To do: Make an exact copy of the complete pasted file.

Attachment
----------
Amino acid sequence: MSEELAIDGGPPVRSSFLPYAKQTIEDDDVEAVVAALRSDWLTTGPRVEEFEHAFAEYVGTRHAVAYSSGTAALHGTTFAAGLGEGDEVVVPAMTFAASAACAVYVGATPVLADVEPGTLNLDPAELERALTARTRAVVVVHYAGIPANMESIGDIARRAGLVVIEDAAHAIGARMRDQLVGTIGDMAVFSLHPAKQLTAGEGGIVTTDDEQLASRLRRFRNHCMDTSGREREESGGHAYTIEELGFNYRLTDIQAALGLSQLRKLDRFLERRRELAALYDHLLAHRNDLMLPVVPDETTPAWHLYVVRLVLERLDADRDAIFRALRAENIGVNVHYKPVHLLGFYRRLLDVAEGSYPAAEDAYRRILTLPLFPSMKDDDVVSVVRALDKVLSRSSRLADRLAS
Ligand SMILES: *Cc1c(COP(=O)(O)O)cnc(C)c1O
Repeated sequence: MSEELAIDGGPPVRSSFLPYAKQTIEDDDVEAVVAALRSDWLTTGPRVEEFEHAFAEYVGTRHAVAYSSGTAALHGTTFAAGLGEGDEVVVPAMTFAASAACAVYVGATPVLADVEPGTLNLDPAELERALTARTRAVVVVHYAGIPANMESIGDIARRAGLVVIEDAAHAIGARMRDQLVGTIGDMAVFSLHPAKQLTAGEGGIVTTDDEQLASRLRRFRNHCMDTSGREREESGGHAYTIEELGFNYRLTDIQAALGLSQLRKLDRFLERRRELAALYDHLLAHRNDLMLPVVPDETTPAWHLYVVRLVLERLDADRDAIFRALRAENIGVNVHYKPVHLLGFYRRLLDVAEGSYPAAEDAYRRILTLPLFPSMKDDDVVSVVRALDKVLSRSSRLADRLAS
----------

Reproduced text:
Amino acid sequence: MSEELAIDGGPPVRSSFLPYAKQTIEDDDVEAVVAALRSDWLTTGPRVEEFEHAFAEYVGTRHAVAYSSGTAALHGTTFAAGLGEGDEVVVPAMTFAASAACAVYVGATPVLADVEPGTLNLDPAELERALTARTRAVVVVHYAGIPANMESIGDIARRAGLVVIEDAAHAIGARMRDQLVGTIGDMAVFSLHPAKQLTAGEGGIVTTDDEQLASRLRRFRNHCMDTSGREREESGGHAYTIEELGFNYRLTDIQAALGLSQLRKLDRFLERRRELAALYDHLLAHRNDLMLPVVPDETTPAWHLYVVRLVLERLDADRDAIFRALRAENIGVNVHYKPVHLLGFYRRLLDVAEGSYPAAEDAYRRILTLPLFPSMKDDDVVSVVRALDKVLSRSSRLADRLAS
Ligand SMILES: *Cc1c(COP(=O)(O)O)cnc(C)c1O
Repeated sequence: MSEELAIDGGPPVRSSFLPYAKQTIEDDDVEAVVAALRSDWLTTGPRVEEFEHAFAEYVGTRHAVAYSSGTAALHGTTFAAGLGEGDEVVVPAMTFAASAACAVYVGATPVLADVEPGTLNLDPAELERALTARTRAVVVVHYAGIPANMESIGDIARRAGLVVIEDAAHAIGARMRDQLVGTIGDMAVFSLHPAKQLTAGEGGIVTTDDEQLASRLRRFRNHCMDTSGREREESGGHAYTIEELGFNYRLTDIQAALGLSQLRKLDRFLERRRELAALYDHLLAHRNDLMLPVVPDETTPAWHLYVVRLVLERLDADRDAIFRALRAENIGVNVHYKPVHLLGFYRRLLDVAEGSYPAAEDAYRRILTLPLFPSMKDDDVVSVVRALDKVLSRSSRLADRLAS